more or less thorough examination, by reiterated visits that escaped
my eye; but the second has certainly made but a slight impression on
her memory. She adopted it without any studied choice; she stopped
there just long enough to hoist her Spider to the top; she saw it for
the first time and saw it hurriedly, in passing. Is that rapid glance
enough to provide an exact recollection? Besides, there are now two
localities to be modelled in the insect's memory: the first shelf may
easily be confused with the second. To which will the Pompilus go?

We shall soon find out: here she comes, leaving the burrow to pay a
fresh visit to the Spider. She runs straight to the second tuft, where
she hunts about for a long time for her absent prey. She knows that it
was there, when last seen, and not elsewhere; she persists in looking
for it there and does not once think of going back to the first perch.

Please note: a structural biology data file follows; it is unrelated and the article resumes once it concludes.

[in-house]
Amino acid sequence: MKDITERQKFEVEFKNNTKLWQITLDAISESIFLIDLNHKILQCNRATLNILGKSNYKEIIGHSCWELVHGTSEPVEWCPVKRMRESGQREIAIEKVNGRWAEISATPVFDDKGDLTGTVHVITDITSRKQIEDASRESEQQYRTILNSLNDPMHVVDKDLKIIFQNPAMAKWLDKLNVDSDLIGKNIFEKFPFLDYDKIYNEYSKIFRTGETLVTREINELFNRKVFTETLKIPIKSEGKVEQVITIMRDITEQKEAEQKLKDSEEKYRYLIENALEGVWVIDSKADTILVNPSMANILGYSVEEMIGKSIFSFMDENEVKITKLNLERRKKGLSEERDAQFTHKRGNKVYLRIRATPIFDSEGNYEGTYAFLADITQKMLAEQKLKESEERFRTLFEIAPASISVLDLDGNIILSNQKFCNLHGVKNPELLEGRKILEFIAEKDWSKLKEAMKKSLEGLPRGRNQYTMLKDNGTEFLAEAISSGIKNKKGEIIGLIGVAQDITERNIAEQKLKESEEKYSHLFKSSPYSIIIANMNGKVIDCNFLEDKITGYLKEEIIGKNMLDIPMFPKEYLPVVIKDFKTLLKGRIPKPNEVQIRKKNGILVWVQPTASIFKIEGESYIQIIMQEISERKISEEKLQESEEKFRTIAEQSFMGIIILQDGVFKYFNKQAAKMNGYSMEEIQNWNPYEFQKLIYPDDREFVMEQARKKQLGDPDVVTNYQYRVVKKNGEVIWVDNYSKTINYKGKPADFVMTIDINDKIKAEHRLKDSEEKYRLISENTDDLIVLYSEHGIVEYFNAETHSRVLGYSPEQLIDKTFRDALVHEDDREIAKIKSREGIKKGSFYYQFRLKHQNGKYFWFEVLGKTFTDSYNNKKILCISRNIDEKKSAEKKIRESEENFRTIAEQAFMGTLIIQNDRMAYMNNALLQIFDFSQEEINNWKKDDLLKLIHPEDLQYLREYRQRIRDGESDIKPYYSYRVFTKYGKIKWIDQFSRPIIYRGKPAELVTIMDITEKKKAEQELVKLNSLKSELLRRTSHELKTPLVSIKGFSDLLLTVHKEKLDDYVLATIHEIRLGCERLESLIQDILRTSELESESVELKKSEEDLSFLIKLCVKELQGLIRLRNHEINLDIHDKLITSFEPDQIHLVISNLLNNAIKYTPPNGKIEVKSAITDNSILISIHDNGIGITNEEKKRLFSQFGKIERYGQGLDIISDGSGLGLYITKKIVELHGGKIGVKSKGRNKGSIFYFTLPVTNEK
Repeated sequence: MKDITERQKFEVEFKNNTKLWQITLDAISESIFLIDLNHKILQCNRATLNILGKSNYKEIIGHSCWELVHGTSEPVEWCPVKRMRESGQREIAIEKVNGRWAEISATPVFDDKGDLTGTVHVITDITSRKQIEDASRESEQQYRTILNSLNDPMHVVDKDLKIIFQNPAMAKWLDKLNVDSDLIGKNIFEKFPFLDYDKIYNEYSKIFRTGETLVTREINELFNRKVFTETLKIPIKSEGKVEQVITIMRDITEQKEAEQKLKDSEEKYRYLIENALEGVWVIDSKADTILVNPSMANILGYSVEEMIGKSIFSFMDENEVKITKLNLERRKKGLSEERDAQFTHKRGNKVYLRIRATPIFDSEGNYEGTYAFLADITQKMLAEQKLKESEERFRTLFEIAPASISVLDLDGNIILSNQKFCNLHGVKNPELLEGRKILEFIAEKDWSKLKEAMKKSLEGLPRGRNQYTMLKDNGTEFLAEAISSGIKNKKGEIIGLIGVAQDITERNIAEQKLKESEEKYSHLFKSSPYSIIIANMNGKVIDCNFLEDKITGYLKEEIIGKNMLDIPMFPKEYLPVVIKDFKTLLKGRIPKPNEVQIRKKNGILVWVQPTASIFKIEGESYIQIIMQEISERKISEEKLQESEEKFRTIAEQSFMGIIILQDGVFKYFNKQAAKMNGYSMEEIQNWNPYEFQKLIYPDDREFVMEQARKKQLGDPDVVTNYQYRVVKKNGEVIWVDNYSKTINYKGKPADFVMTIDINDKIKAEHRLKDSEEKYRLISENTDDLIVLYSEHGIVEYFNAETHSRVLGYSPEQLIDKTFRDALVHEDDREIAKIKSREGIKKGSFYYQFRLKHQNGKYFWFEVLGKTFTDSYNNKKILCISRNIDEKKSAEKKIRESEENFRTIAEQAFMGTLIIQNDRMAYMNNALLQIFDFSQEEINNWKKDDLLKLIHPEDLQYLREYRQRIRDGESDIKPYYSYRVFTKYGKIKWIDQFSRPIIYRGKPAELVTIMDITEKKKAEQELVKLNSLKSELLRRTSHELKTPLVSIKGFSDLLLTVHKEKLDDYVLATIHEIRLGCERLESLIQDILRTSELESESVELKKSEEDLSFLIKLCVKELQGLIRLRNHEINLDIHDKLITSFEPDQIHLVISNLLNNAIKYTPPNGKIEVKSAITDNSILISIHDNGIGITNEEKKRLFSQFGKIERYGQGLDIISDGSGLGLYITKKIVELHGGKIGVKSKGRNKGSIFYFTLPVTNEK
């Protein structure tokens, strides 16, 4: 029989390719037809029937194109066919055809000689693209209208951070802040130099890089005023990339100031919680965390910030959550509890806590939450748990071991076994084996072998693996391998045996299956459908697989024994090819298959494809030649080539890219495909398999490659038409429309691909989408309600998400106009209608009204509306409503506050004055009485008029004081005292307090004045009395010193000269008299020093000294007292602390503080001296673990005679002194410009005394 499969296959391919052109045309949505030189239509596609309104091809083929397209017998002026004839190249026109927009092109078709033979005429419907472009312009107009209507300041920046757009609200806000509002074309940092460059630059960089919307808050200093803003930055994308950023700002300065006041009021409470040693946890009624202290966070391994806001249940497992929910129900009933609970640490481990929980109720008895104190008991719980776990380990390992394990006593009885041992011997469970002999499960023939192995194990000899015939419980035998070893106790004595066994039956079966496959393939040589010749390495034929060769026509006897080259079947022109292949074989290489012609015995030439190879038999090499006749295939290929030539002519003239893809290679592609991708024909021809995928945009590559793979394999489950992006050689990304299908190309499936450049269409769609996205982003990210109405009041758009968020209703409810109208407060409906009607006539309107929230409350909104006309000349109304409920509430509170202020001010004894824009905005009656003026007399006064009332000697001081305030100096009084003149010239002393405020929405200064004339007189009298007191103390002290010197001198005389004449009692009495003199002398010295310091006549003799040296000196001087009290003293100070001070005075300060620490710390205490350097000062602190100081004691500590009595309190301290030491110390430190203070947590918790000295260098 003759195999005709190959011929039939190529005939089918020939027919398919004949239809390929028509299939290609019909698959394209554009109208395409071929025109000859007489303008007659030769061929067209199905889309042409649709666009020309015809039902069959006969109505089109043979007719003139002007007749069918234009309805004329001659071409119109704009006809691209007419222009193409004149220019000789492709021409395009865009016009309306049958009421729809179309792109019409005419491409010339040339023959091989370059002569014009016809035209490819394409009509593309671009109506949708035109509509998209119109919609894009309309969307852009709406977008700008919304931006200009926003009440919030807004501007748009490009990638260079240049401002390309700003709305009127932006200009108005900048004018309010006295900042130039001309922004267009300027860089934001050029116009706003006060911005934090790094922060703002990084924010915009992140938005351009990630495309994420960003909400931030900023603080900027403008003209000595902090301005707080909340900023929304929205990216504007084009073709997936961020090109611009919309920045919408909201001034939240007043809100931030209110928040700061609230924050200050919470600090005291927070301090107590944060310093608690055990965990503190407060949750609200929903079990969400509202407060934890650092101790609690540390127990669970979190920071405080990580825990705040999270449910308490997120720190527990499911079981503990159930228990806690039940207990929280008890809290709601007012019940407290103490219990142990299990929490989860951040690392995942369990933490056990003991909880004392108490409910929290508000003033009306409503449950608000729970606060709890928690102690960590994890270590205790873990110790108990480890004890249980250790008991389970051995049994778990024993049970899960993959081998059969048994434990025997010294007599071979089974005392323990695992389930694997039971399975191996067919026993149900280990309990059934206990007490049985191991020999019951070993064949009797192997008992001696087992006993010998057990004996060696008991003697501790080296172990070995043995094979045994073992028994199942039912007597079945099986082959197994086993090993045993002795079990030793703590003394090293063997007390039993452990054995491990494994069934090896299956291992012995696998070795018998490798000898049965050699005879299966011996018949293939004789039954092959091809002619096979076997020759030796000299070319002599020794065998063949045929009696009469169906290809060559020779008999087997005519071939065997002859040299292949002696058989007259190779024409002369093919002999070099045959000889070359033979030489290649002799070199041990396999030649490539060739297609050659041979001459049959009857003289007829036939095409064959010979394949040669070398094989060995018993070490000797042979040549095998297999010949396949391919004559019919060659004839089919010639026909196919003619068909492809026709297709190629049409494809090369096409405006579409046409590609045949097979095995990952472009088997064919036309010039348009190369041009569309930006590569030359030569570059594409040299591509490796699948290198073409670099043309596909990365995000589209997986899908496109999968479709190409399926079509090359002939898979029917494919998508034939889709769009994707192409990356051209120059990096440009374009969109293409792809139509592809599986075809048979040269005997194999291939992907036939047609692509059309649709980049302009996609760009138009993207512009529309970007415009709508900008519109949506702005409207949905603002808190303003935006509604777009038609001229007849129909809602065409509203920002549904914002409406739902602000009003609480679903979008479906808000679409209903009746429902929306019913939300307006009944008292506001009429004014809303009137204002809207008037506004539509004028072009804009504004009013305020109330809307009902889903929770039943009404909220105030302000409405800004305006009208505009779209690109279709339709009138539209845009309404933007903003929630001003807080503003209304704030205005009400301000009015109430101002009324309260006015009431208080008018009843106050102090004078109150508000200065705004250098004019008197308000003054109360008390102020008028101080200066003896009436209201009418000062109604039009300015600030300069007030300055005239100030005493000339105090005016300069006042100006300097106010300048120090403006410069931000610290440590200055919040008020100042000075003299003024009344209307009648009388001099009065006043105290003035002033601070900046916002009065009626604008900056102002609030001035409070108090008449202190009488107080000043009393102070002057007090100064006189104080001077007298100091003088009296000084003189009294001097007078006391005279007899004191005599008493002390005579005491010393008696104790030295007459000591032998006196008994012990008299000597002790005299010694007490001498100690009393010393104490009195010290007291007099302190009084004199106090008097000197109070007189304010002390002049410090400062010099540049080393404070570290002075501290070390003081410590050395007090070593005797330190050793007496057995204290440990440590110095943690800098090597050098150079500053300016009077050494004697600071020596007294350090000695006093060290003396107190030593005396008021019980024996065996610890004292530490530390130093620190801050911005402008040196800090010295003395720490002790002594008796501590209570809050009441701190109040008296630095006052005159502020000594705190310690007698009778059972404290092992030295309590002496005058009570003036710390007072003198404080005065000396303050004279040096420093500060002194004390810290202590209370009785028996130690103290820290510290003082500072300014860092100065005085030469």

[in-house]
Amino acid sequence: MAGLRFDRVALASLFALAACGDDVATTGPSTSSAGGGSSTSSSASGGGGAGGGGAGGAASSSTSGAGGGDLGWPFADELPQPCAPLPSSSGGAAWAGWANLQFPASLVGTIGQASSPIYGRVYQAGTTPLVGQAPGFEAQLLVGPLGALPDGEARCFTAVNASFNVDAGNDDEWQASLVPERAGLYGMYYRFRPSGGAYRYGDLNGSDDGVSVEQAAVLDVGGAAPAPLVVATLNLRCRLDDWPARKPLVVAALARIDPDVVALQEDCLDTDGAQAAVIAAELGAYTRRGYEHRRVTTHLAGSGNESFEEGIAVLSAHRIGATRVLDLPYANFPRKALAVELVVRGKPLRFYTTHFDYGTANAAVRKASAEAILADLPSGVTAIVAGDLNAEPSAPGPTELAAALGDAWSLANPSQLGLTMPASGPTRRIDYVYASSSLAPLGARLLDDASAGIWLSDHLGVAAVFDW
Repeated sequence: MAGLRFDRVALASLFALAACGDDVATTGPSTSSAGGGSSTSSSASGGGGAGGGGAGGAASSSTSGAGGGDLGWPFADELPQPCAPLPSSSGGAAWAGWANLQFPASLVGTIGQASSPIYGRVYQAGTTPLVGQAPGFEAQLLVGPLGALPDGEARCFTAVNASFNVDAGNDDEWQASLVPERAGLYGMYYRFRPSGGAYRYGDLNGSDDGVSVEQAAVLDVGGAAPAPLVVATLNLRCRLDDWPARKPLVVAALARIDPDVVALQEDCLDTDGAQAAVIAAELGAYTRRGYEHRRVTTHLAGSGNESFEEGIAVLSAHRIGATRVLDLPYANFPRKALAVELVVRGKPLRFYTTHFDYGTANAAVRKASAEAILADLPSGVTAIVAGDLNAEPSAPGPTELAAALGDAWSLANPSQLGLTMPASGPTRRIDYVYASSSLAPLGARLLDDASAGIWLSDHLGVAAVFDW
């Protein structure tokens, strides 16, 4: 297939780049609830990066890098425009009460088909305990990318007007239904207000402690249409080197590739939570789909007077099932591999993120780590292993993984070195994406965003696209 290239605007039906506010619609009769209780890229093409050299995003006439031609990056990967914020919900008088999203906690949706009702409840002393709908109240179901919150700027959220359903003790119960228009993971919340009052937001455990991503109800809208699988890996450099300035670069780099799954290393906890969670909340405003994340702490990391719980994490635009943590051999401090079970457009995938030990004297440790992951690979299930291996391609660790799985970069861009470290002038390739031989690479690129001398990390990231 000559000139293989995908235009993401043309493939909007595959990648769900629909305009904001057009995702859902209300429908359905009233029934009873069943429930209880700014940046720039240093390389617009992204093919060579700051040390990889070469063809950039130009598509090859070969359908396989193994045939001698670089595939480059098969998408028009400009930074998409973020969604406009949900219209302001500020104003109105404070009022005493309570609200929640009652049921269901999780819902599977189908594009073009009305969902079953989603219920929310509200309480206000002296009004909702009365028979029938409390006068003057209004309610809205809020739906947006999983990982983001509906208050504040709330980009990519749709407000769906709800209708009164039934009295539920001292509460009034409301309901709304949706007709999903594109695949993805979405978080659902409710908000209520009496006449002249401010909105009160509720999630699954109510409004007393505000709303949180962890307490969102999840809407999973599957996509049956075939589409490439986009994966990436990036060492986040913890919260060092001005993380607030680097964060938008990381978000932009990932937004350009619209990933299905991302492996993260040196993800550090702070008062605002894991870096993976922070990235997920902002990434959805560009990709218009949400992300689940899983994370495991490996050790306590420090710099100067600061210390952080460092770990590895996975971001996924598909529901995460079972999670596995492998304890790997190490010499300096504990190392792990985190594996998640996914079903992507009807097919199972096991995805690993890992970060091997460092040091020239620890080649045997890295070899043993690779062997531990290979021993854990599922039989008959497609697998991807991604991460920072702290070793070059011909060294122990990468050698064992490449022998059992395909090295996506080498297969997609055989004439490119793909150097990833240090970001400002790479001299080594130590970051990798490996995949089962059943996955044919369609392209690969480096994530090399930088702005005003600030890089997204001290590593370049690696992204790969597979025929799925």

The first tuft of grass no longer counts; the second alone interests
her. And then the search in the neighbourhood begins again.

On finding her game on the bare spot where I myself have placed it,
the Pompilus quickly deposits the Spider on a third tuft of grass; and
the experiment is renewed. This time, the Pompilus hurries to the
third tuft when she comes to look after her Spider; she hurries to it
without hesitation, without confusing it in any way with the first
two, which she scorns to visit, so sure is her memory. I do the same
thing a couple of times more; and the insect always returns to the
last perch, without worrying about the others. I stand amazed at the
memory of that pigmy. She need but catch a single hurried glimpse of a
spot that differs in no wise from a host of others in order to
remember it quite well, notwithstanding the fact that, as a miner